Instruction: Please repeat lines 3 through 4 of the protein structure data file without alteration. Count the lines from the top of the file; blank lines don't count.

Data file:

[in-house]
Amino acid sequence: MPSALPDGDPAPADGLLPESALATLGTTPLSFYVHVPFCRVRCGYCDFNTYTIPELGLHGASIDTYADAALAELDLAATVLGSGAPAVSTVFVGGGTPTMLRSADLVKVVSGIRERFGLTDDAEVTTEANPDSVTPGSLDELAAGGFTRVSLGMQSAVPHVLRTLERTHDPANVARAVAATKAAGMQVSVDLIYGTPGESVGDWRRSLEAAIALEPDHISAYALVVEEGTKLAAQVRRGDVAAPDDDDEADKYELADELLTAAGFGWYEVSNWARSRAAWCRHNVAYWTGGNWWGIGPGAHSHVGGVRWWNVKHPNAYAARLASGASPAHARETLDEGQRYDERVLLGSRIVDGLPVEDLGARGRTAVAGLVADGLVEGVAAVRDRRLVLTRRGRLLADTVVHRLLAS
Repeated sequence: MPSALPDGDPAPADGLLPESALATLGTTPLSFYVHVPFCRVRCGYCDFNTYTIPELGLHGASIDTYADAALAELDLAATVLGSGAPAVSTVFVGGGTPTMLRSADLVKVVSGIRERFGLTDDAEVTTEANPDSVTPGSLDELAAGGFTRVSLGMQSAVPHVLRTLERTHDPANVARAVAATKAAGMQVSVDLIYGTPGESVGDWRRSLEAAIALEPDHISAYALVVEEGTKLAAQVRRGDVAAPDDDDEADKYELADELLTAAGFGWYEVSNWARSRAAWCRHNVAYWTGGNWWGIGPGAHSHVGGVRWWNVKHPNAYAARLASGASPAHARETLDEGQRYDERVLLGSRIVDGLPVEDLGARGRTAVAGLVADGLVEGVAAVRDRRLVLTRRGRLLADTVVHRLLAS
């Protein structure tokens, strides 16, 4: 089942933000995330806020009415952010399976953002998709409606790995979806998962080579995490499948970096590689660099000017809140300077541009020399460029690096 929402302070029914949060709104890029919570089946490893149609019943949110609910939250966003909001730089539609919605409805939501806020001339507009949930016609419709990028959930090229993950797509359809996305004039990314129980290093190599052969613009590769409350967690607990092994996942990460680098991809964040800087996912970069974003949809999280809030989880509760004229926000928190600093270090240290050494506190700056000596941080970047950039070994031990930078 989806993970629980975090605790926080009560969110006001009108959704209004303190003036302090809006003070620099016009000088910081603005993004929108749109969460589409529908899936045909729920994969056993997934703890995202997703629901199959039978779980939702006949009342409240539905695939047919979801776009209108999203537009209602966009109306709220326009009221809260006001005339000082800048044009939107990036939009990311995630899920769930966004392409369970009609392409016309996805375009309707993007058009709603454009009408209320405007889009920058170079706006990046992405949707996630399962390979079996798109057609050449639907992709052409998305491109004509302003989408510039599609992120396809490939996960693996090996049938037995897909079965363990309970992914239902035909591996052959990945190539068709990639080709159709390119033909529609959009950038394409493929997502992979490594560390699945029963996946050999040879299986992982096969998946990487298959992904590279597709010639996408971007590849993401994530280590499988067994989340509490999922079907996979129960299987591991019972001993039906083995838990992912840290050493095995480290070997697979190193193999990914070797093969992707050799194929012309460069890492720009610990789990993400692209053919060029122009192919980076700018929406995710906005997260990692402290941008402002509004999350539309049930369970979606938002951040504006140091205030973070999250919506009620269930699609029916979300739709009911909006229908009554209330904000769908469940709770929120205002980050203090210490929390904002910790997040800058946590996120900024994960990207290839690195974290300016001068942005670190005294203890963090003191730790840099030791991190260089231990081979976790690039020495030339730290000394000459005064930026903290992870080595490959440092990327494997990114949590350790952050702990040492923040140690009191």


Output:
Repeated sequence: MPSALPDGDPAPADGLLPESALATLGTTPLSFYVHVPFCRVRCGYCDFNTYTIPELGLHGASIDTYADAALAELDLAATVLGSGAPAVSTVFVGGGTPTMLRSADLVKVVSGIRERFGLTDDAEVTTEANPDSVTPGSLDELAAGGFTRVSLGMQSAVPHVLRTLERTHDPANVARAVAATKAAGMQVSVDLIYGTPGESVGDWRRSLEAAIALEPDHISAYALVVEEGTKLAAQVRRGDVAAPDDDDEADKYELADELLTAAGFGWYEVSNWARSRAAWCRHNVAYWTGGNWWGIGPGAHSHVGGVRWWNVKHPNAYAARLASGASPAHARETLDEGQRYDERVLLGSRIVDGLPVEDLGARGRTAVAGLVADGLVEGVAAVRDRRLVLTRRGRLLADTVVHRLLAS
């Protein structure tokens, strides 16, 4: 089942933000995330806020009415952010399976953002998709409606790995979806998962080579995490499948970096590689660099000017809140300077541009020399460029690096 929402302070029914949060709104890029919570089946490893149609019943949110609910939250966003909001730089539609919605409805939501806020001339507009949930016609419709990028959930090229993950797509359809996305004039990314129980290093190599052969613009590769409350967690607990092994996942990460680098991809964040800087996912970069974003949809999280809030989880509760004229926000928190600093270090240290050494506190700056000596941080970047950039070994031990930078 989806993970629980975090605790926080009560969110006001009108959704209004303190003036302090809006003070620099016009000088910081603005993004929108749109969460589409529908899936045909729920994969056993997934703890995202997703629901199959039978779980939702006949009342409240539905695939047919979801776009209108999203537009209602966009109306709220326009009221809260006001005339000082800048044009939107990036939009990311995630899920769930966004392409369970009609392409016309996805375009309707993007058009709603454009009408209320405007889009920058170079706006990046992405949707996630399962390979079996798109057609050449639907992709052409998305491109004509302003989408510039599609992120396809490939996960693996090996049938037995897909079965363990309970992914239902035909591996052959990945190539068709990639080709159709390119033909529609959009950038394409493929997502992979490594560390699945029963996946050999040879299986992982096969998946990487298959992904590279597709010639996408971007590849993401994530280590499988067994989340509490999922079907996979129960299987591991019972001993039906083995838990992912840290050493095995480290070997697979190193193999990914070797093969992707050799194929012309460069890492720009610990789990993400692209053919060029122009192919980076700018929406995710906005997260990692402290941008402002509004999350539309049930369970979606938002951040504006140091205030973070999250919506009620269930699609029916979300739709009911909006229908009554209330904000769908469940709770929120205002980050203090210490929390904002910790997040800058946590996120900024994960990207290839690195974290300016001068942005670190005294203890963090003191730790840099030791991190260089231990081979976790690039020495030339730290000394000459005064930026903290992870080595490959440092990327494997990114949590350790952050702990040492923040140690009191």